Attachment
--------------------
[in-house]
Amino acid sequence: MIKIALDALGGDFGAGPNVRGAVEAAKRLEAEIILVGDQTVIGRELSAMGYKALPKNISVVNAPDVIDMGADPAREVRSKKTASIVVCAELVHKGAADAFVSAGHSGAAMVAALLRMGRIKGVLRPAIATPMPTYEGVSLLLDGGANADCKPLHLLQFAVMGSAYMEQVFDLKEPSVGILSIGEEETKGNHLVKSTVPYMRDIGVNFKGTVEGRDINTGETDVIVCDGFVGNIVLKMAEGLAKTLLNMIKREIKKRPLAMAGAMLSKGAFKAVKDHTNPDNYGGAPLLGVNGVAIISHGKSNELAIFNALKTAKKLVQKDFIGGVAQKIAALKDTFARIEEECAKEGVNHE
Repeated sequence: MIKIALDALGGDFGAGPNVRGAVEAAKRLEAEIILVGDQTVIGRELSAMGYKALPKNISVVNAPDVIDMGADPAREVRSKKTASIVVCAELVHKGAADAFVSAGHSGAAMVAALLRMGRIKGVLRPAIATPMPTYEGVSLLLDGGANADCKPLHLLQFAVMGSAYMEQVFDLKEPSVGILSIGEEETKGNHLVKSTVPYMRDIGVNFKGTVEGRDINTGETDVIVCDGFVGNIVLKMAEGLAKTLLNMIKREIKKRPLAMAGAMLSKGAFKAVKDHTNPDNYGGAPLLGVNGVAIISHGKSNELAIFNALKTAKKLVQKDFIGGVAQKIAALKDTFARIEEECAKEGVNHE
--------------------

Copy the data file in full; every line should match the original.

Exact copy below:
[in-house]
Amino acid sequence: MIKIALDALGGDFGAGPNVRGAVEAAKRLEAEIILVGDQTVIGRELSAMGYKALPKNISVVNAPDVIDMGADPAREVRSKKTASIVVCAELVHKGAADAFVSAGHSGAAMVAALLRMGRIKGVLRPAIATPMPTYEGVSLLLDGGANADCKPLHLLQFAVMGSAYMEQVFDLKEPSVGILSIGEEETKGNHLVKSTVPYMRDIGVNFKGTVEGRDINTGETDVIVCDGFVGNIVLKMAEGLAKTLLNMIKREIKKRPLAMAGAMLSKGAFKAVKDHTNPDNYGGAPLLGVNGVAIISHGKSNELAIFNALKTAKKLVQKDFIGGVAQKIAALKDTFARIEEECAKEGVNHE
Repeated sequence: MIKIALDALGGDFGAGPNVRGAVEAAKRLEAEIILVGDQTVIGRELSAMGYKALPKNISVVNAPDVIDMGADPAREVRSKKTASIVVCAELVHKGAADAFVSAGHSGAAMVAALLRMGRIKGVLRPAIATPMPTYEGVSLLLDGGANADCKPLHLLQFAVMGSAYMEQVFDLKEPSVGILSIGEEETKGNHLVKSTVPYMRDIGVNFKGTVEGRDINTGETDVIVCDGFVGNIVLKMAEGLAKTLLNMIKREIKKRPLAMAGAMLSKGAFKAVKDHTNPDNYGGAPLLGVNGVAIISHGKSNELAIFNALKTAKKLVQKDFIGGVAQKIAALKDTFARIEEECAKEGVNHE